You forgot to say you'll follow-up post "tomorrow" ;-)

From what I see at my little pond, in terms of paint wasted, is when a player is shooting when he could be moving. Somewhere between 3 to 5 times per game, on either side, there are openings for moving up field that are not even sought, let alone recognized, by the players.

I've mentioned the video thing a while back; the short bus type series but more instructive. End zone cameras able to show a D wire player missing a move, or shooting inside at a low percentage S1 player rather than staying wire and thus playing more offensively.

Now lets take it a step further.

Use them in PSP events from D2 and below, but the camera man is a retired D1 player or above (we got lots of them now-a-days), and the camera is equipped with a lazer pointer and once he documents 3 missed opportunities he paints the player with the pointer which signals the refs to pull his camping ass! A replay screen in the pits can show the penalized players' team what a root growing waste of paint he is and, dare I say, learn something from it. And a voice can boom over the loud speakers upon the player getting the hook: Humiliation! I so want this job!

By the way, being more familiar with the 2-man 10 ball series as it's played at my field (by the way any gun, in any mode, with only 10 balls loaded in it is allowed), any time an entered team with recent or long time experience playing psp ramping has won it fairly easily.

3DSteve said...

Baca, you seem to be basing a lot of your arguments on a pretty shaky example. I certainly can't speak to anything not expressly mentioned in you posts, but it seems you guys picked up pump guns and expected all of your skills to transfer immediately.
I'm pretty damn good with a pump gun; I'd argue I'm near the upper levels of competitive play, but I'd never believe I could make solid judgements about PSP or NPPL formats after playing one or two games in that style.
Do you think your team's small handful of games accurately compares to an average game of modern competitive pump play where movement is inhibited by a players ability to put one or two balls on a quickly advancing player?
That being said, this isn't an ROF discussion, it's a limited paint discussion. That means the guns are still able to inhibit movement, just not for the extended periods of time we see in todays game. Heavy break shooting and early eliminations wouldn't dissapear, but perhaps ineffective break shooters would be forced to just run instead of run and shoot.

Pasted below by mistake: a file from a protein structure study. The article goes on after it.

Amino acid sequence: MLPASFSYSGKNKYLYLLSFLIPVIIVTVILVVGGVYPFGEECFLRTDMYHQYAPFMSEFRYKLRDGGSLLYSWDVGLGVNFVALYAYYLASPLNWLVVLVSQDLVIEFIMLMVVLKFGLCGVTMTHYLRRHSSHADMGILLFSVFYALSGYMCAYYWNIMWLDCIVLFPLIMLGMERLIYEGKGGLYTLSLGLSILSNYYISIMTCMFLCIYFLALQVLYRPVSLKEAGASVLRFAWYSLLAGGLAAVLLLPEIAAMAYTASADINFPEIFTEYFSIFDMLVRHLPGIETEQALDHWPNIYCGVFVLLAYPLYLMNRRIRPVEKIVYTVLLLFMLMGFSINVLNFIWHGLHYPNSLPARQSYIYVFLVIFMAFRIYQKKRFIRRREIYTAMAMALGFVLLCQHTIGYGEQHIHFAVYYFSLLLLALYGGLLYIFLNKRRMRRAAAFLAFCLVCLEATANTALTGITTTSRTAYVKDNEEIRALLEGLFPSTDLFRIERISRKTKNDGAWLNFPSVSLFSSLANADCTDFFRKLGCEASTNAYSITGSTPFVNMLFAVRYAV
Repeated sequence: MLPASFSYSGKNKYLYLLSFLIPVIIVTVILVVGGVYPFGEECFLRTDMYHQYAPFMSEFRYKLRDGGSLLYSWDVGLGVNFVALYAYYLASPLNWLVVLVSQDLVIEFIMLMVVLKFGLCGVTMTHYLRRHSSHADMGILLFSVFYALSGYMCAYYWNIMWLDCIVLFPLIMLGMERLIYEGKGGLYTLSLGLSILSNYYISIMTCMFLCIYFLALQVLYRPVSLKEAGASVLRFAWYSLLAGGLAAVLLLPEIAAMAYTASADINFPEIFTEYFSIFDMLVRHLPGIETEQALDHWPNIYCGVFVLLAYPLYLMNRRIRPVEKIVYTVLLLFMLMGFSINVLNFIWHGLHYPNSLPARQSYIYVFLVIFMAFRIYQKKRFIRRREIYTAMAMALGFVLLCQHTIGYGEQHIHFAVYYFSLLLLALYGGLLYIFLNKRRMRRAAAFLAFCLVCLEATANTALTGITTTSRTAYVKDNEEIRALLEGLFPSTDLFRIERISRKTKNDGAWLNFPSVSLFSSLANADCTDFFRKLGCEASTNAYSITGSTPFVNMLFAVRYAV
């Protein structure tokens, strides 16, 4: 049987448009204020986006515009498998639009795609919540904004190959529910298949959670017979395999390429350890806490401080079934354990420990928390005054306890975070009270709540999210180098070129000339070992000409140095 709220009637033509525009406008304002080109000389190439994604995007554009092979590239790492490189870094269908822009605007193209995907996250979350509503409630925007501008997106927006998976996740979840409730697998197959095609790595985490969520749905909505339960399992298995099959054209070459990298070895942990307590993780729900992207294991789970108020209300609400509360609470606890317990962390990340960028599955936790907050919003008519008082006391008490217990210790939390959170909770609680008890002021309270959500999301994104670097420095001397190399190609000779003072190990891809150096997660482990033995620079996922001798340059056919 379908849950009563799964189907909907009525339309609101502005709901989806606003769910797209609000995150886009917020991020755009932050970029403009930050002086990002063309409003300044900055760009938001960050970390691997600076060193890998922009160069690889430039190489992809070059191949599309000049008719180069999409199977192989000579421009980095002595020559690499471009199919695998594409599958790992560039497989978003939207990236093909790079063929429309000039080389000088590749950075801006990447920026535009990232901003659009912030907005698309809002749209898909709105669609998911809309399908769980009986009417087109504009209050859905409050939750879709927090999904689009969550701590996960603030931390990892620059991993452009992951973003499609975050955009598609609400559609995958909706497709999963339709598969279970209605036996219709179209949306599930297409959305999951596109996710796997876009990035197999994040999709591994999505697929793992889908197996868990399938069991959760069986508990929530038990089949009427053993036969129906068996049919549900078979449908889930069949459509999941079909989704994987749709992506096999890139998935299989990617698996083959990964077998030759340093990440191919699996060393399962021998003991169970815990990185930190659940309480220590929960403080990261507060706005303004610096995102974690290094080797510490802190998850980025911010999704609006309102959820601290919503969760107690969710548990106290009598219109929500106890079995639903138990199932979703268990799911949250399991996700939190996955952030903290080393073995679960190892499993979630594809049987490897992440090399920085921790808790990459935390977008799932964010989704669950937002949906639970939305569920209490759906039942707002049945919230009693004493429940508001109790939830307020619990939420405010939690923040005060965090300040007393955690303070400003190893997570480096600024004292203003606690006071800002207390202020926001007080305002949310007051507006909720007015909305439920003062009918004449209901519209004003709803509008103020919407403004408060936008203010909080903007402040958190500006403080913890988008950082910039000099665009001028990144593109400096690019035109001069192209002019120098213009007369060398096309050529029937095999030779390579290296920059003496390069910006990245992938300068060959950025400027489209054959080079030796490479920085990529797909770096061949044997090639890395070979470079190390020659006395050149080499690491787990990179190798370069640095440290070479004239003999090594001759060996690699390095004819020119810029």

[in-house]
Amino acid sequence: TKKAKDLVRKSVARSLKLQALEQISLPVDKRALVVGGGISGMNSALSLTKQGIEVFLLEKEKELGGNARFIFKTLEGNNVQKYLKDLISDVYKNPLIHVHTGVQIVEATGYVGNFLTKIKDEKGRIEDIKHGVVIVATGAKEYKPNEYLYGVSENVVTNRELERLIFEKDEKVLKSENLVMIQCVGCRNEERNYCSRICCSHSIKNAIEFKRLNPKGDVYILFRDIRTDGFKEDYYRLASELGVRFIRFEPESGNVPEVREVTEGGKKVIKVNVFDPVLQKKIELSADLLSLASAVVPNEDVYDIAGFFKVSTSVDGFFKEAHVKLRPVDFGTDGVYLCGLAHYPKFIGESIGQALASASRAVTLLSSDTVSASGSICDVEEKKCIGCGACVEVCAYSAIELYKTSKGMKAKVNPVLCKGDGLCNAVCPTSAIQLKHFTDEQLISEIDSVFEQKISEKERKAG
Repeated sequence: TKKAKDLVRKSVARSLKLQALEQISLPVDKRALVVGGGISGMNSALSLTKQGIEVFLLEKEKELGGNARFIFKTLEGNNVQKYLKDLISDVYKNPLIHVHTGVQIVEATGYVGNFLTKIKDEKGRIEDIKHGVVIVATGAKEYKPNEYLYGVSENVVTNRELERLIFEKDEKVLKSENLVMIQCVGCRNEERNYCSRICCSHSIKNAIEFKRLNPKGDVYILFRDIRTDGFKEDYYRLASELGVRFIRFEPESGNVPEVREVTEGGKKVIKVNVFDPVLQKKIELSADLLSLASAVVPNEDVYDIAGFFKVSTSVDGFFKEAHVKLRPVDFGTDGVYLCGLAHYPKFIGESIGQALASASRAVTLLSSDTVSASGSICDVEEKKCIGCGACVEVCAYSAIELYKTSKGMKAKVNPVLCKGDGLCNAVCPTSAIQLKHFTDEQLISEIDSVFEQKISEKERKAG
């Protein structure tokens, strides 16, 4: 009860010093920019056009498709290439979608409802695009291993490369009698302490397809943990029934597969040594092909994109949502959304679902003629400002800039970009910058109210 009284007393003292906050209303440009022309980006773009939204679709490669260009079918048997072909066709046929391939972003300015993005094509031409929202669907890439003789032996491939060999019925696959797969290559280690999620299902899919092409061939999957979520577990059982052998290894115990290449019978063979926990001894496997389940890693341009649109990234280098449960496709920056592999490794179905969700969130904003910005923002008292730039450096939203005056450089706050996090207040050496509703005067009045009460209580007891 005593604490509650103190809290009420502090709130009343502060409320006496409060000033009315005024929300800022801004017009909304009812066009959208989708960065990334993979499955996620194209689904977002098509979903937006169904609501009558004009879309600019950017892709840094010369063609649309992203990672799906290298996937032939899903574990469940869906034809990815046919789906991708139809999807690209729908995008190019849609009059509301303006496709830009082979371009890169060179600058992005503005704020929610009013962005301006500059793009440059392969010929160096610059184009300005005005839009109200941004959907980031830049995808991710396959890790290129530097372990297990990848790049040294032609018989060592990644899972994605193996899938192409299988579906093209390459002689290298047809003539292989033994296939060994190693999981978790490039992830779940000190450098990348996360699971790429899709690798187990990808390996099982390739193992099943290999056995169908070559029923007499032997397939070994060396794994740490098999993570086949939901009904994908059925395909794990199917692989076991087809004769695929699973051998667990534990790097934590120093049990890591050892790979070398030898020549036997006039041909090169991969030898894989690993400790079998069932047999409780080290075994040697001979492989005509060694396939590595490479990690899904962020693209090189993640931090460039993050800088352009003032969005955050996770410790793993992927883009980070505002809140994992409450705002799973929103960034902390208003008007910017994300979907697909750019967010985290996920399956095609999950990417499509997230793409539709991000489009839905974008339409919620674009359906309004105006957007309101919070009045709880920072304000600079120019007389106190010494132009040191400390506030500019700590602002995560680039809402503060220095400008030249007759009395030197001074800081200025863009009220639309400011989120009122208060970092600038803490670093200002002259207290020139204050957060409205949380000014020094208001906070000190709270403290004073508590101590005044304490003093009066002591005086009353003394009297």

Either way, I like watching the current pro formats the way they are, but don't believe I could afford to play them regularly.

Jay said...

I'll vouch for 3DSteve's claim that he's a good pump player. ;) He's got multiple top 3 finishes in national pump tournaments.

Also, in the limited paint events I've played/watched, it didn't turn into the awful situation you've described at your practice. It wasn't a bunkerfest or "lock em up and wait for the first dumb move" party either. It was interesting paintball.

Limited paint works on the same layouts that are used in PSP and NPPL. The format has been played on the same field dimensions and with the same number of bunkers the PRO's use since at least 08. Granted, it's the pump only format, but we're talking limited paint, not gun technology. Limited paint formats must work right? Otherwise the OSC, WCPPL, NPPL (use to be limited, has now moved to unlimited) and others have seen good turnouts (for a pump only league) and more seem to be popping up all the time. It must be fun/work or people would stop registering?

Just my $.02

Jay said...

And since I'm too dense to figure out how to edit a comment...

If the limited paint format did take off, wouldn't the paint suppliers at the events just charge more for per case, since they have to make their money somehow? That would bring back to square one...or the "savings" in practice paint would be the benefit...

Reiner Schafer said...

Not necessarily Jay. Any format that either broadens, or in general, makes paintball popular with a wider demographic can offset the decrease in paint shot per individual. One of the things that you have to remember is that virtually all of the paint manufacturers today also sell lots of other gear. Gear that there is probably more mark-up on for them. More players means more gear and clothing sales as well as hopefully more paint sales overall.

Providing formats that might be more popular with the beginner/novice/intermediate crowds will also make the probability of more local events being more successful. In our area for instance, the biggest series (BCPPL) has just announced that it is more or less folding (being incorporated into a larger “national” series). Attendance has been dismal and the overwhelming reason is cost to play and practice (of which paint is always mentioned as the #1 money sucker). Without local paintball tournaments/series, the whole sport is in jeopardy. You can’t have a national pro level if the underlying infrastructure disappears. You can try, but it’s not going to work.